When On-time Is Late


November 23, 2021, Phoenix- Once upon a time, Penny and I arrived at Kwangju Airport, in South Korea, a half hour before our flight was due to take-off. The attendant, in a very officious manner, informed us that we were too late for boarding and therefore would be placed on the very next flight-in five hours’ time. We had been in Korea long enough to know that protest, like resistance, was futile.

I have had similar experiences a couple of times since, all here in the U.S. and essentially because of the short time between connecting flights and serious distance between the terminals. LAX, in particular, offers one way to get from domestic to international-one’s own two feet.

Nowadays, if I have a flight to catch, as I do today, the solution is to catch an early airport shuttle from Prescott, grab a hearty lunch, then check in and go through TSA at a time when there is relatively scant traffic, then have plenty of time to ease into the afternoon and set my thoughts on things that either matter, or should.

The fallout over the Kenosha verdict has been underscored by the events in Waukesha, although the two are entirely separate issues. KR has made a statement, that he supports the Black Lives Matter movement. He has also made White Power gestures. These tell me that, like many young adults, he is in a state of flux. In my own teen years, I veered from Civil Rights advocate to taking a hawkish position on the Viet Nam War, then briefly considered conscientious objector status, went back to wanting to look into the conflict firsthand and having to confront my own subconscious, ingrained biases-with regard to People of Colour.

Where someone ends up, in a place of maturity, largely depends on the intersection between heart and mind. Both Ronald Reagan and Donald Trump, at one point in their public lives, were liberal Democrats. I have a childhood friend who is in the same position- the fiery leftist of the ’70s is now a business Republican. (I saw that one coming, way back in the late 1960s, but no matter).

My passion, which has itself ebbed and flowed, over the years, is still there-at the intersection between heart and mind. It’s one area where lateness is not an option.

Quotidia Beget Adventure


March 7, 2019, Los Angeles-

Among the phenomena which might be overlooked, when one is en route to a special destination, is the landscape below an airplane circling for a safe landing.  Such was the case this evening, as our Sky West flight from Phoenix got cleared for landing at LAX.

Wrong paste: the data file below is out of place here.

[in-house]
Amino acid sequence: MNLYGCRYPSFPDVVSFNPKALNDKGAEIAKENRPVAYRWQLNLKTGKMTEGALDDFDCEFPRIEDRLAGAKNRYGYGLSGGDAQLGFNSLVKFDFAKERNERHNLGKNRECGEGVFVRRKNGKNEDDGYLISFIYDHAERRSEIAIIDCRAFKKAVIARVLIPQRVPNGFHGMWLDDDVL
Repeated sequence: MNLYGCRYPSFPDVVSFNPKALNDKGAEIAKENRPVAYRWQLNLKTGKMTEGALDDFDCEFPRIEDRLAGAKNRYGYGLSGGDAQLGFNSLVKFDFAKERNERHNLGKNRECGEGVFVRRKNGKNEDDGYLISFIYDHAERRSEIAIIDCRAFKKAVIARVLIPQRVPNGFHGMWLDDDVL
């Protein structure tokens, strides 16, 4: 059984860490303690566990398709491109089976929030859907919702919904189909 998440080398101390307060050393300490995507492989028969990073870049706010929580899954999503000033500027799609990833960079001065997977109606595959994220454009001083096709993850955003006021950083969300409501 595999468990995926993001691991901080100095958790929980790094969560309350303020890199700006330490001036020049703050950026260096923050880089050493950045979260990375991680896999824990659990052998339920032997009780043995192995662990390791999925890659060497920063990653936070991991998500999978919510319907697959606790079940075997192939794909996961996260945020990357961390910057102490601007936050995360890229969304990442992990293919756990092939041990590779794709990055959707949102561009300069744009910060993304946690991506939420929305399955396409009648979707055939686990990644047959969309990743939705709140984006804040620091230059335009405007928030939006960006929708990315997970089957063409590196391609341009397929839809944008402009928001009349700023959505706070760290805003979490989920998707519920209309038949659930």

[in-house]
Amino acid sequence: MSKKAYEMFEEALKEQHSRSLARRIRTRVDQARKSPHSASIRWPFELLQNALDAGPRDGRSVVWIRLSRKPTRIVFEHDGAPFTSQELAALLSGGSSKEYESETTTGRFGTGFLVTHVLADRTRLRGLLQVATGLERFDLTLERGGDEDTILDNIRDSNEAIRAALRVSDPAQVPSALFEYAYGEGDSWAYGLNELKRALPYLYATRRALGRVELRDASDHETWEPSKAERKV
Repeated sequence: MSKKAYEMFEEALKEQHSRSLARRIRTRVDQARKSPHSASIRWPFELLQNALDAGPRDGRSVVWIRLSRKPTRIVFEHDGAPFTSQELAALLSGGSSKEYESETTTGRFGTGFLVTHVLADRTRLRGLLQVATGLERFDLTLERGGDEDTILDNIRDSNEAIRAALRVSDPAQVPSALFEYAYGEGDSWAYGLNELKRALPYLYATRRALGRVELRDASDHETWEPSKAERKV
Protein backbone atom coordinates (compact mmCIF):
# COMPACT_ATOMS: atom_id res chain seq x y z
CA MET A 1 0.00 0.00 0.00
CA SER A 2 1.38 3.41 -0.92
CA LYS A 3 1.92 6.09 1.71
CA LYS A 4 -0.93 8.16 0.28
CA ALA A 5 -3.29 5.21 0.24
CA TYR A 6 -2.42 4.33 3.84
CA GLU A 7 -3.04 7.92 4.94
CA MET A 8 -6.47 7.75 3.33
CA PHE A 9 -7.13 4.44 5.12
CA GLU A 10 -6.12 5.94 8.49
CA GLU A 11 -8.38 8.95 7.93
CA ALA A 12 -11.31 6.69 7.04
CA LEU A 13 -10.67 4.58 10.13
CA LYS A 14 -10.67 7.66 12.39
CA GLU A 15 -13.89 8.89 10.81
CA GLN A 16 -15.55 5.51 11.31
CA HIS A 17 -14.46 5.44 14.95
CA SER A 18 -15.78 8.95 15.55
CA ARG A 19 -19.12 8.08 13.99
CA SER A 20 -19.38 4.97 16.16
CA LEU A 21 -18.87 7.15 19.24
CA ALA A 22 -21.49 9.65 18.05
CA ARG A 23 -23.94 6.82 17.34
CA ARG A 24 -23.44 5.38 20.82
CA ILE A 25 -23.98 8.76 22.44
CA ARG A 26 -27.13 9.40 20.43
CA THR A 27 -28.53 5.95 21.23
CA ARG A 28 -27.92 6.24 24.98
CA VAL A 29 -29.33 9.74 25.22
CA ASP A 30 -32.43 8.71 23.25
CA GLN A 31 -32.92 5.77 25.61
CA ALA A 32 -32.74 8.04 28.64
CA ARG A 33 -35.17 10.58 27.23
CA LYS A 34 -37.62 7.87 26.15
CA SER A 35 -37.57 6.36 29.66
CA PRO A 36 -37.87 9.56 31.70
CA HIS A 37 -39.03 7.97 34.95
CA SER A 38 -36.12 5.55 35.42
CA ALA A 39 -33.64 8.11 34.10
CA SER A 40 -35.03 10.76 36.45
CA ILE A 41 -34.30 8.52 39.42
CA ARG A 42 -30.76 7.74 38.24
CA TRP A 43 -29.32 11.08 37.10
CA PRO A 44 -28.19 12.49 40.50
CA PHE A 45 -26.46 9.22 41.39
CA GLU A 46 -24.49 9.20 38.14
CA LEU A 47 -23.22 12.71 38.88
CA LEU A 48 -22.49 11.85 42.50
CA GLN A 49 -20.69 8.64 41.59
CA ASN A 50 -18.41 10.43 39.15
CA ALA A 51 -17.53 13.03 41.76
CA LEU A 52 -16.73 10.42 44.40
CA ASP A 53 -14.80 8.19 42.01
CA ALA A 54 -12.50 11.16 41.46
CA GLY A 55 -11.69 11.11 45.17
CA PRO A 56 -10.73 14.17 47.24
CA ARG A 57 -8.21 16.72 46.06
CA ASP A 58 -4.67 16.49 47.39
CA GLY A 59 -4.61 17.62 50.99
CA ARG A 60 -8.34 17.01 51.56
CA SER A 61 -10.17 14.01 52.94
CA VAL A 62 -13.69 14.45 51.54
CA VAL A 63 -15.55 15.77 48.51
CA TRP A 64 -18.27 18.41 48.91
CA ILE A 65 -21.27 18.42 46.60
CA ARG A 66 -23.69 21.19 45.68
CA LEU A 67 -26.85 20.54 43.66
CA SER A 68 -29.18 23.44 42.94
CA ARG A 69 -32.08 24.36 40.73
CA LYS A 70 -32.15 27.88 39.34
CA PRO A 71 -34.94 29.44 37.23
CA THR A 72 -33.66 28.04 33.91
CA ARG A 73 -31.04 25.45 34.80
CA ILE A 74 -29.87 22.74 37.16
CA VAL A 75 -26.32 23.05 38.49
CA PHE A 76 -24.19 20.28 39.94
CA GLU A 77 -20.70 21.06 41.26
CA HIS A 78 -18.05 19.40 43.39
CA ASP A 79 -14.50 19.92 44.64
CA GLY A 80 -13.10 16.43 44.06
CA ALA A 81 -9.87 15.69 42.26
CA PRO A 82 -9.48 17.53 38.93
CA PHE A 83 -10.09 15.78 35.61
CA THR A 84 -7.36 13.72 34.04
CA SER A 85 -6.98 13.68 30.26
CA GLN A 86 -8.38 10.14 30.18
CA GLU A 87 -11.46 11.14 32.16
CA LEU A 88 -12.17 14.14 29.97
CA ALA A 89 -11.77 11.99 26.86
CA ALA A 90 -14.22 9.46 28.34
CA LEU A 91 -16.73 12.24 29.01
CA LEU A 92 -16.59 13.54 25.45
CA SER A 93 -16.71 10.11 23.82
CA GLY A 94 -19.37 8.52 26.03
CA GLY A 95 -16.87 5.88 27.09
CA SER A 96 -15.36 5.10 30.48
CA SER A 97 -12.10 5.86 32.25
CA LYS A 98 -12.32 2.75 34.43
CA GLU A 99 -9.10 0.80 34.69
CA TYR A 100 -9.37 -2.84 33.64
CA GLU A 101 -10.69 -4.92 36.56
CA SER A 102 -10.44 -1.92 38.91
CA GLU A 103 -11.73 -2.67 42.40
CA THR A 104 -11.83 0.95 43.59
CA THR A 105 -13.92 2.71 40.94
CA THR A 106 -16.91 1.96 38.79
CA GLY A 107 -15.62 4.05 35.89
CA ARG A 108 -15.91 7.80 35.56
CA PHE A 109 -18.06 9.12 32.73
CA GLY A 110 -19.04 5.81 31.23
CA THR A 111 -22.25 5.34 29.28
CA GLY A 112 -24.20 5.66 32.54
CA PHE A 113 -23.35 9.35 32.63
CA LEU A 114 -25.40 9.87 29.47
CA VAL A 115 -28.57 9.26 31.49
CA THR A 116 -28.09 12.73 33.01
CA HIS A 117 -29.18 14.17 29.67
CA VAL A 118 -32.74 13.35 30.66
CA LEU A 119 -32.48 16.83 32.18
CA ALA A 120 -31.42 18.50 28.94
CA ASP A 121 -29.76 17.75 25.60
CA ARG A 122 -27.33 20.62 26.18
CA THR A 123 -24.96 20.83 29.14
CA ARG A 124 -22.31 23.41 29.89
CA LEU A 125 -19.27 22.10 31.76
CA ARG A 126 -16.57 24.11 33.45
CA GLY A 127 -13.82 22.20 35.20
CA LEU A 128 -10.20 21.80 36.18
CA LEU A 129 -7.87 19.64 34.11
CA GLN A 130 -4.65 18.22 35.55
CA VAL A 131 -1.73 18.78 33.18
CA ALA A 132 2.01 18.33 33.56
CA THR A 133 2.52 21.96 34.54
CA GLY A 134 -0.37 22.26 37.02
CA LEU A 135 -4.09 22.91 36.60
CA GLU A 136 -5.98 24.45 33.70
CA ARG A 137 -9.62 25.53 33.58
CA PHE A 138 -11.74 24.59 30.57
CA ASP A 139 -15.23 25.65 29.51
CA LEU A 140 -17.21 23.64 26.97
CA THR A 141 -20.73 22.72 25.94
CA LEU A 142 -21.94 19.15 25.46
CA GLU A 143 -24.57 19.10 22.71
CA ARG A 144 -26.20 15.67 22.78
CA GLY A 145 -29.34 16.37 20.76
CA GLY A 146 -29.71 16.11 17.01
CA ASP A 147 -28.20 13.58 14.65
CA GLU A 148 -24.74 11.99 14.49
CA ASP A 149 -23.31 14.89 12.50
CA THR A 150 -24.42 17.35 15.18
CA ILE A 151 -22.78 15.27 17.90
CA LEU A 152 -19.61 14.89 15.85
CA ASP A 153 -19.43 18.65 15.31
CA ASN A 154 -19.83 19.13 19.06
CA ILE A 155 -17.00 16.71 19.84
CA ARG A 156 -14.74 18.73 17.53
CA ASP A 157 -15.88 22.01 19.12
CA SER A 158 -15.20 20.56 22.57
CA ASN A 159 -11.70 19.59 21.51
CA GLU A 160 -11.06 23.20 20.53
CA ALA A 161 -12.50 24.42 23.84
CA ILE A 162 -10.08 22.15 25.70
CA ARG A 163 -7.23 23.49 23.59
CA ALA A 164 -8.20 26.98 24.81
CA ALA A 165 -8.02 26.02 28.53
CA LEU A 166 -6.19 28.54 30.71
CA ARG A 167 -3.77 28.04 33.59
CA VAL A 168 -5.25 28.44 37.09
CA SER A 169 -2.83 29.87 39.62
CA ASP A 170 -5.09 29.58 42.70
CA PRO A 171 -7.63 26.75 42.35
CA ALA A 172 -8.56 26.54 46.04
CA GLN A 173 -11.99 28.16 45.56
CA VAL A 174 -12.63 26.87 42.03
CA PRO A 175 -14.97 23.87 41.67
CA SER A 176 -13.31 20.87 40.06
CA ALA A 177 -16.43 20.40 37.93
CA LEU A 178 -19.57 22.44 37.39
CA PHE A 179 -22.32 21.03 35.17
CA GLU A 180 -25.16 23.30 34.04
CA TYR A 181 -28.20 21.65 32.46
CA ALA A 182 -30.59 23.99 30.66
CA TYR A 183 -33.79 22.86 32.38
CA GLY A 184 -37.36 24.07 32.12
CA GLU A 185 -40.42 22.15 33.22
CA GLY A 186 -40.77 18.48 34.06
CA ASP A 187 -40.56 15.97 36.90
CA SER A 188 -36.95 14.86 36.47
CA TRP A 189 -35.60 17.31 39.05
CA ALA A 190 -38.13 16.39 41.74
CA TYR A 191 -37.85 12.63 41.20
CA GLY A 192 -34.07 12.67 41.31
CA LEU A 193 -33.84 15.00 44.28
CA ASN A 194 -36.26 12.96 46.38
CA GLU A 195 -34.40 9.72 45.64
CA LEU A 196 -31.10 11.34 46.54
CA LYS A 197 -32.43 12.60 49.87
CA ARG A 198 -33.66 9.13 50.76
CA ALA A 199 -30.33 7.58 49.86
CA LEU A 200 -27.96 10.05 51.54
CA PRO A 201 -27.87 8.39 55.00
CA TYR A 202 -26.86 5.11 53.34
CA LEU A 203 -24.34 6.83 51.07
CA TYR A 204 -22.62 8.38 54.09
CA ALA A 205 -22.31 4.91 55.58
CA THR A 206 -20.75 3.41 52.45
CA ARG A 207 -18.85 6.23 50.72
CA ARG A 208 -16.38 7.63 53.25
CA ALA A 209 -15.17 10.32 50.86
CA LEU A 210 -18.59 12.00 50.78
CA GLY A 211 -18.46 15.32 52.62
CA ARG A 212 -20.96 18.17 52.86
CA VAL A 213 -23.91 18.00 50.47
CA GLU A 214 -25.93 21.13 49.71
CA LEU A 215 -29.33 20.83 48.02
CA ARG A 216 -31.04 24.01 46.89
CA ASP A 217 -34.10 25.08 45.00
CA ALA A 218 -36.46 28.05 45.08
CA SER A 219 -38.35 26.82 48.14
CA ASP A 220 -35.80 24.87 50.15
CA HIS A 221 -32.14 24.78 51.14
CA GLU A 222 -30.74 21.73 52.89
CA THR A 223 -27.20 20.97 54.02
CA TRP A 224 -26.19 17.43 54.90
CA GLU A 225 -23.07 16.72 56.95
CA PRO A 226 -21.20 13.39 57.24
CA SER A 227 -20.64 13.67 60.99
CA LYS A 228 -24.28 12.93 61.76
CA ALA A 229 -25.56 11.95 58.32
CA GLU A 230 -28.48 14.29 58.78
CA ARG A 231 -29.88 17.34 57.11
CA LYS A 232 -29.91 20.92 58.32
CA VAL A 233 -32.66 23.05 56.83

This was the first time in memory that I had a window seat, and thus could look at the vast expanse of  territory that is the Los Angeles Basin.  With all that has been written, bantered and felt about LA and its smog, congestion and excess, the place as a whole is a marvel, when seen from 8,000 feet-especially at night.  Some SoCal-phobes will reply that a mess can’t be a marvel, but we know better.  One does not have to approve of  what is the current situation, to be amazed at how much humanity is packed into even such a vast area.

Prior to this, I put in a full day at work and was glad to leave my charges with a sense of accomplishment, leading up to the ten-week homestretch that follows Spring Break,  The shuttle van down to Phoenix was an equally smooth and quotidian process, with us arriving at Sky Harbor with time to spare.  Barrio Avion provided tender and spicy beef for my farewell burrito.

Two three-year-old boys, meeting by chance and becoming fast friends, provided the after-dinner entertainment.  G., a new older brother, very much appreciated the presence of J., his new friend.  Watching them play with miniature cars and trucks, hide and seek and get lectured by their respective fathers, for shaking the line stantions, that are used to separate groups of boarding passengers.  There was no lack of spirit with these two.  Indeed, my first encounter with G was his running up the aisle, momentarily unbeknownst to his parents.  I kept my distance, but also kept an eye on him, in case he made it clear to the TSA  area.  Mom was on scene, 30 seconds later, and brought him safely back to the gate lobby.  Then J and father showed up and more localized activity took over.

We landed at LAX, about fifteen minutes late.  I then embarked on a 1 1/4-mile walk, from the United terminal to the Asiana booths, at Tom Bradley International (AKA Terminal B).  I am in the shape to undertake such a luggage lug, but I wonder how disabled people are accommodated, with the City of Cars expecting everyone to walk, with no electric sidewalks and only the occasional elevator, along the labyrinth.

I made it, with the loudspeaker calling my name, four times, as the Koreans wanted to verify my new passport.  I heard them and felt their pain, eventually getting to show the document to the chief of security at Asiana and receiving his swift assistance, in getting through the line, to the check-in booth and onto the shuttle bus that brought us to the plane.  It was an East Asian style shuttle, meaning that a packer was on hand, to shout at and cajole us into cramming as tightly as possible.  I actually kind of miss those days, in Seoul and Jeju, though I must say young men are less prone to grab all the seats and make women and older men stand for the ride.  That is the one thing about the old days that never failed to get me rankled, especially when Penny was pregnant with Aram.

I’m on the plane now, seated with an elegant woman from Colombia and a Korean student, on Spring Break from her school in Arizona.  It’ll be a long, and I sense, restful, journey to Seoul.